Thursday, October 9, 2014

Homeland is Where the Uncertainty Is

This poster for Season 4 gives you very little to work with- but the intrigue is by design. (via

If there was one thing that fans of Homeland could agree on after Season 3, it was that it was the weakest of the trio. A mix  of things contributed to that- such as the focus on Nicholas Brody's daughter and her bad decisions fueled by teen angst. Carrie's mental instability and love of crying. Brody being reduced to a shell of his former self who had recovered from already being a shell of his former self after being a prisoner of war. Then finally, the killing of Brody. While it made sense storyline-wise, it left a bitter taste in many viewers' mouths.

The lackluster effort was a cause for concern. Many wondered how the franchise would carry on and what direction it would go. I remember after the finale, all I could think was "Screw Homeland. Why do I want to watch anymore?" 

Could the show rebound and return to it's Season 1 and 2 prominence? Or would Homeland become a meme of itself and focus on only Carrie and Dana? (Kidding. That would be godawful.)

Most importantly, one question trumped all the rest.

What the hell are they going to do without Brody? 

As they say, life goes on. Whether in the real world or the fictitious one in Homeland- one death will not bring the world as a whole to its knees. Maybe instead of cursing the series for writing Brody off, we should be more thankful for the amount of Damian Lewis we got to see. Originally, his character was only supposed to last one season. Based off the reaction he received, Brody was made an even bigger focal point of the show in seasons 3 and 4. Yet while he's gone, the aftermath is very clear: life is different for everyone.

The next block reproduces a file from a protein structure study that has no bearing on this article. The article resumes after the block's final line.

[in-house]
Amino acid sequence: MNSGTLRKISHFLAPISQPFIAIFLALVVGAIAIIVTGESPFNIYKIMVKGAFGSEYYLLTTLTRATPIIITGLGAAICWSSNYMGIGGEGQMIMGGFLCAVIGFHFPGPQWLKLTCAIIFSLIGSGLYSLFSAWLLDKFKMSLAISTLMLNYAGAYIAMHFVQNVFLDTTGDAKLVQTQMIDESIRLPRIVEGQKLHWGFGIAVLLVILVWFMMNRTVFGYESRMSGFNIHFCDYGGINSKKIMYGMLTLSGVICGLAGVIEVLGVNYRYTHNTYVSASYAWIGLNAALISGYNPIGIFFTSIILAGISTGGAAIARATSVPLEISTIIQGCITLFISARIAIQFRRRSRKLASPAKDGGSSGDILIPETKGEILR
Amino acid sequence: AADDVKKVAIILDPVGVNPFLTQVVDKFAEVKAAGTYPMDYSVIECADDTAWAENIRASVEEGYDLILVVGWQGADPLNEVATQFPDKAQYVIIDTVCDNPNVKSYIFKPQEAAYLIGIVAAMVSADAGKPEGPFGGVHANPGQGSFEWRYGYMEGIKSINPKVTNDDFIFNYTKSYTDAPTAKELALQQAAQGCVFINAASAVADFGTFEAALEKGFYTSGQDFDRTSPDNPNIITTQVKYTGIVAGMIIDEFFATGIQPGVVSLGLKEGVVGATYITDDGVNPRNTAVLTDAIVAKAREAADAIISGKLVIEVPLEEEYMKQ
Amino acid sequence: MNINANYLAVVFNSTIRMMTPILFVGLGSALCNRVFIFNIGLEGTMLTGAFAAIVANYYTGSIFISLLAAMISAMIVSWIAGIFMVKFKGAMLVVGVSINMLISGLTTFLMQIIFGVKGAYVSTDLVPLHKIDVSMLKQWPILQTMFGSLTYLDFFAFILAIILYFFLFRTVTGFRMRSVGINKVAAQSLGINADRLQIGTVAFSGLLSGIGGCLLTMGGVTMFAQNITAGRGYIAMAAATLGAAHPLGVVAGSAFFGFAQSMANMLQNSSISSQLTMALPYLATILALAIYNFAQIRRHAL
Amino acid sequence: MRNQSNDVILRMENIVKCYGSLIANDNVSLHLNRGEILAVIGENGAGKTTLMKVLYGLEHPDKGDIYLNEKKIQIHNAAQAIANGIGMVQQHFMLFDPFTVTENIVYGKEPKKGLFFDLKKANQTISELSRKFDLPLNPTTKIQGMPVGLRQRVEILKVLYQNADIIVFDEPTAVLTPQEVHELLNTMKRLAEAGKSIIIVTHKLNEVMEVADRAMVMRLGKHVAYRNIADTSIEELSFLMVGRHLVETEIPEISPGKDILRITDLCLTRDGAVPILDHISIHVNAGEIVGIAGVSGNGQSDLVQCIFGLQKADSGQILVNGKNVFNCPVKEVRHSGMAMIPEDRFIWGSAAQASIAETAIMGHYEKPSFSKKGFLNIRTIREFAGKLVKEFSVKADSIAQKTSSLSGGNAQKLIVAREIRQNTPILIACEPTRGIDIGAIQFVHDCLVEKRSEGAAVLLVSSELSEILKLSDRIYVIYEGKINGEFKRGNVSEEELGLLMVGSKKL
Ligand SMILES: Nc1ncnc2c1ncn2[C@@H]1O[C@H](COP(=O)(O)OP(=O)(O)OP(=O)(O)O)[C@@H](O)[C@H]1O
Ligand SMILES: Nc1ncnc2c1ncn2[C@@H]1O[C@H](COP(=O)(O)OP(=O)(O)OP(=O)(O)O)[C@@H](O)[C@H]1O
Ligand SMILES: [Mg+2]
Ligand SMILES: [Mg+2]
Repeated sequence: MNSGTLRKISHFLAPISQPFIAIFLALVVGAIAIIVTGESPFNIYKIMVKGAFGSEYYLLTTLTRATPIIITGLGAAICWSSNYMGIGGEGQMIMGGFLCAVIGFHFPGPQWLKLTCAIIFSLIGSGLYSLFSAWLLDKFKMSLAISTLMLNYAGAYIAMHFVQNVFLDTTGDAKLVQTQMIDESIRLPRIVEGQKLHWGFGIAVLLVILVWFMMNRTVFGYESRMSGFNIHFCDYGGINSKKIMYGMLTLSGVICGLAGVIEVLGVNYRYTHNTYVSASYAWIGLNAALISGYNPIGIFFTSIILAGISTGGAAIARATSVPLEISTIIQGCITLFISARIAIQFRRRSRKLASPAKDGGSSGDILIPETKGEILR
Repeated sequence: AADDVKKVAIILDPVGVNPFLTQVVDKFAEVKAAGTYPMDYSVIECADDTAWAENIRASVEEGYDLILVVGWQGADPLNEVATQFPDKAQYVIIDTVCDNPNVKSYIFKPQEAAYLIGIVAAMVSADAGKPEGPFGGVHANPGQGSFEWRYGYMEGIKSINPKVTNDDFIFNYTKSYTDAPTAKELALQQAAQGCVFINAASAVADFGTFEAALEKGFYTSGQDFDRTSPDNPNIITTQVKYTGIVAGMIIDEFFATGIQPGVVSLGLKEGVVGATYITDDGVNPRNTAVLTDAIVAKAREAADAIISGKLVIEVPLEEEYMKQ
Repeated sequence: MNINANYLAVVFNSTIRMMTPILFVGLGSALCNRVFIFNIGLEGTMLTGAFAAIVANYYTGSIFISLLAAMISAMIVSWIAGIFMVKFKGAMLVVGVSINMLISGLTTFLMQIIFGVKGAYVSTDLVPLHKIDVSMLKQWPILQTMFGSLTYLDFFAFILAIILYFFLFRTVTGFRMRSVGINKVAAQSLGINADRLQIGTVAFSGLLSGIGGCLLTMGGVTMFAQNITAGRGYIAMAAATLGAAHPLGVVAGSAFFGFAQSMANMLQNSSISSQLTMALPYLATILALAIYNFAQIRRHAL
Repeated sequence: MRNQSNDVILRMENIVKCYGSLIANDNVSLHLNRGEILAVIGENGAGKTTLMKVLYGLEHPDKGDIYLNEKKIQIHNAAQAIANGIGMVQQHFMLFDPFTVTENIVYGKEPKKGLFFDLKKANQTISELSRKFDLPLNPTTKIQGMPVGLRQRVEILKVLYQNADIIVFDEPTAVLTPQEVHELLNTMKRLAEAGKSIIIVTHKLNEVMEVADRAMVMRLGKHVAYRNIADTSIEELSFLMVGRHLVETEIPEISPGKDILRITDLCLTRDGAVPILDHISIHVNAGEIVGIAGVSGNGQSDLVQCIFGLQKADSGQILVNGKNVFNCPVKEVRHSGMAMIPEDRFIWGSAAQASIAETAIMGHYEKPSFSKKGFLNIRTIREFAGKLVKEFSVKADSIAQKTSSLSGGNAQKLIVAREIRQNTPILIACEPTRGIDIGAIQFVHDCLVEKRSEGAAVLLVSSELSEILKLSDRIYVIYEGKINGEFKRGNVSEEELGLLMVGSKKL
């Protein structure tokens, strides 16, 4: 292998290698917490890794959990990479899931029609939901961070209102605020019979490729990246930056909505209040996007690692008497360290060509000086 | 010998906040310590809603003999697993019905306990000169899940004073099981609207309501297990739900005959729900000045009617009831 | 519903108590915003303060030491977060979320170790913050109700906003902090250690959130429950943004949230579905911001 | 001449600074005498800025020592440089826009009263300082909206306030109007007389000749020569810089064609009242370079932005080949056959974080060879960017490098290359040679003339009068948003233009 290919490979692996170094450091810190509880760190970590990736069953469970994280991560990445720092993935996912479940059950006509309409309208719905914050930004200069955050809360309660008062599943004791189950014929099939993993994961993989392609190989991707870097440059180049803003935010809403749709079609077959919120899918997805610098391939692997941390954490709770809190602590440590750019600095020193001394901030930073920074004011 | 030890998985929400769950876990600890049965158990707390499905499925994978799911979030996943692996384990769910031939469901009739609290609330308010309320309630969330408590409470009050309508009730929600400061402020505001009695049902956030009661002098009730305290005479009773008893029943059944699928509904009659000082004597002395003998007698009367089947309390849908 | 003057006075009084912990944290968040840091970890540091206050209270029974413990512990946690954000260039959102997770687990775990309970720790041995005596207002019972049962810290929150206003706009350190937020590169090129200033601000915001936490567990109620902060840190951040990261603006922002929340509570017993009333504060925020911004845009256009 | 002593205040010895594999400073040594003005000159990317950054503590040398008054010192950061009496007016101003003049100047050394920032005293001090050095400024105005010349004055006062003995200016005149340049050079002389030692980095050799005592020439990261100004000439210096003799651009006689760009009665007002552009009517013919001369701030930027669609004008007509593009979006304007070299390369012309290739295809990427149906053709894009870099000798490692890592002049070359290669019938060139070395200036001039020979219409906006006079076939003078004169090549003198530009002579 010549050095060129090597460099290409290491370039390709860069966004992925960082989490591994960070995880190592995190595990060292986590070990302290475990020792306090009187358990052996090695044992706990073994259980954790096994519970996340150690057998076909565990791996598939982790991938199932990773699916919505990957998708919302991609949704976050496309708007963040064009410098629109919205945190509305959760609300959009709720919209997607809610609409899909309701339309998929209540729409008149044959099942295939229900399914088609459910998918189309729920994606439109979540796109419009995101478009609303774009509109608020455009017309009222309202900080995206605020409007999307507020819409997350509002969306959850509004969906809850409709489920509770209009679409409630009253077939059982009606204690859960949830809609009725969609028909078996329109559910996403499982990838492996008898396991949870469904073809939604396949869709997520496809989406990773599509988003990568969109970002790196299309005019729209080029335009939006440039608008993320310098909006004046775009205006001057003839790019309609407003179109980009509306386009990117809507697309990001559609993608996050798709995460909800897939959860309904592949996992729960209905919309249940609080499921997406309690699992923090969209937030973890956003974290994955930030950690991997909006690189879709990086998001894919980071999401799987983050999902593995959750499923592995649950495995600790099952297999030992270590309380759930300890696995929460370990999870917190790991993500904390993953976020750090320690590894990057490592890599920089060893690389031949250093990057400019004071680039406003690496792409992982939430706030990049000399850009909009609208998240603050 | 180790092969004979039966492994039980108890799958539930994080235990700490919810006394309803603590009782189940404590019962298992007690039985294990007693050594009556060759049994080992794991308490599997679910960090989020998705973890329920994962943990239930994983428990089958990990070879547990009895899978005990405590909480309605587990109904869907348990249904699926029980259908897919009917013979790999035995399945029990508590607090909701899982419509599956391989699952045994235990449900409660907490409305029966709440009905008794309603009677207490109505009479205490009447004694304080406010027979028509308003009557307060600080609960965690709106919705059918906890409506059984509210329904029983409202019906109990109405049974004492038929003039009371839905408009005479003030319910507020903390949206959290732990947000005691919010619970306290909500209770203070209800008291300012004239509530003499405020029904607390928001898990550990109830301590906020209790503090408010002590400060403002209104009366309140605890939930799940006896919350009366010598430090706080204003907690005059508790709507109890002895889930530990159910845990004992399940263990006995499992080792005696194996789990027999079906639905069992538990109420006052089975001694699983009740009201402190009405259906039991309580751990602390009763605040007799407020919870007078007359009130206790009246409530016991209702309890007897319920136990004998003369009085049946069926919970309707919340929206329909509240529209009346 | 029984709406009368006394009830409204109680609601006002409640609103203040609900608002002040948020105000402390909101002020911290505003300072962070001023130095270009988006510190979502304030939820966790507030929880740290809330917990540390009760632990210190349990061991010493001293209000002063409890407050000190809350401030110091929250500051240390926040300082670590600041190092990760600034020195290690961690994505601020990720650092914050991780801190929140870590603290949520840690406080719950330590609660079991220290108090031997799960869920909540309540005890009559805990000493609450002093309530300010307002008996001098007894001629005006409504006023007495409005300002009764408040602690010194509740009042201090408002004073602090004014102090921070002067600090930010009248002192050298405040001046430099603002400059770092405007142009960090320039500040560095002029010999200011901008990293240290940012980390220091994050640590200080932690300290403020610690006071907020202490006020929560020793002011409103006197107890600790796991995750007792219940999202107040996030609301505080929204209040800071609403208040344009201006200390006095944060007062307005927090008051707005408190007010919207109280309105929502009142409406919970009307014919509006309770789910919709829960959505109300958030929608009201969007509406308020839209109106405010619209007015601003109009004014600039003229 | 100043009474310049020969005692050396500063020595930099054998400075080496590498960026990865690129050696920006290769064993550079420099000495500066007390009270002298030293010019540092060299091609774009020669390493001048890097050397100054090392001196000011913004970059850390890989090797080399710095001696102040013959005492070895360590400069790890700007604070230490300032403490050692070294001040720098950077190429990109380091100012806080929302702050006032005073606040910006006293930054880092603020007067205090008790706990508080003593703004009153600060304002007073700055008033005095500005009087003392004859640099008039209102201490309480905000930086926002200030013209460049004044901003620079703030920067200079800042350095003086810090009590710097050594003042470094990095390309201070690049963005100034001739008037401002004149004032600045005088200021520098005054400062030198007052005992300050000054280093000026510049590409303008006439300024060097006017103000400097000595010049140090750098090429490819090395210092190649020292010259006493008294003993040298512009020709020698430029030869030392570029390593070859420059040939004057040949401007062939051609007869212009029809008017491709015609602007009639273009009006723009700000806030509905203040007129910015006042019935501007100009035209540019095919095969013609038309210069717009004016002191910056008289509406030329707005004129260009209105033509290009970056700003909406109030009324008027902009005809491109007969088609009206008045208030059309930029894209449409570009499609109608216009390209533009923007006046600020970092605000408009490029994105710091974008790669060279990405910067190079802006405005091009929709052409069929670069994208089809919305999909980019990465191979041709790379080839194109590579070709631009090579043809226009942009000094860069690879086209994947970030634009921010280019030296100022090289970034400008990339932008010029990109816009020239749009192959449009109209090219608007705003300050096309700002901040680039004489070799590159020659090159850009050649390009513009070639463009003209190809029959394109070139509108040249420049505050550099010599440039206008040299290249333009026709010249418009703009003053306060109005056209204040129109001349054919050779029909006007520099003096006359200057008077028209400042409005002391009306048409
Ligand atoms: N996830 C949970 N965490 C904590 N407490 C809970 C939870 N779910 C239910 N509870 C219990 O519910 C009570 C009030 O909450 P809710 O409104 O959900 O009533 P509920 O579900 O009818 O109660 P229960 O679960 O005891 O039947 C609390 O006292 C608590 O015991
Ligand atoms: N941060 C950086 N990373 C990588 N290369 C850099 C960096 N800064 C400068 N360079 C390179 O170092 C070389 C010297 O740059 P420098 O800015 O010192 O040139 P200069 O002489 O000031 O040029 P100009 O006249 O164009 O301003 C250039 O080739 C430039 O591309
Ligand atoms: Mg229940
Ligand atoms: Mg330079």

Season 4 sees Carrie in Istanbul as the youngest station chief in the agency's history. Her first move is to order a drone strike to take out high value targets. The order is carried out- and while it is immediately viewed as a success, it soon comes to light that innocent lives were lost since a wedding was taking place via a Youtube video from the cell phone of Aayan Ibrahim (Suraj Sharma). It puts the agency and everyone involved in a bind, and creates quite the situation for the Americans and the angry public. Ibrahim's friend is responsible for the posting of it (his cousin assisted), and that creates quite the ripple effect for the college student.

Back home, we are treated to Saul, yet not in his Director of the CIA role. Instead, he is a consultant for the military and is having trouble adjusting to the new role. He even ponders quitting, throwing a monkey wrench in the plans of moving with his wife to "that place on 103rd".

One of the biggest additions this season was adding Corey Stoll (House of Cards, The Strain, Law and Order, The Bourne Legacy) as Sandy. His inclusion to the series couldn't replace the loss of Lewis, but it could help offset it.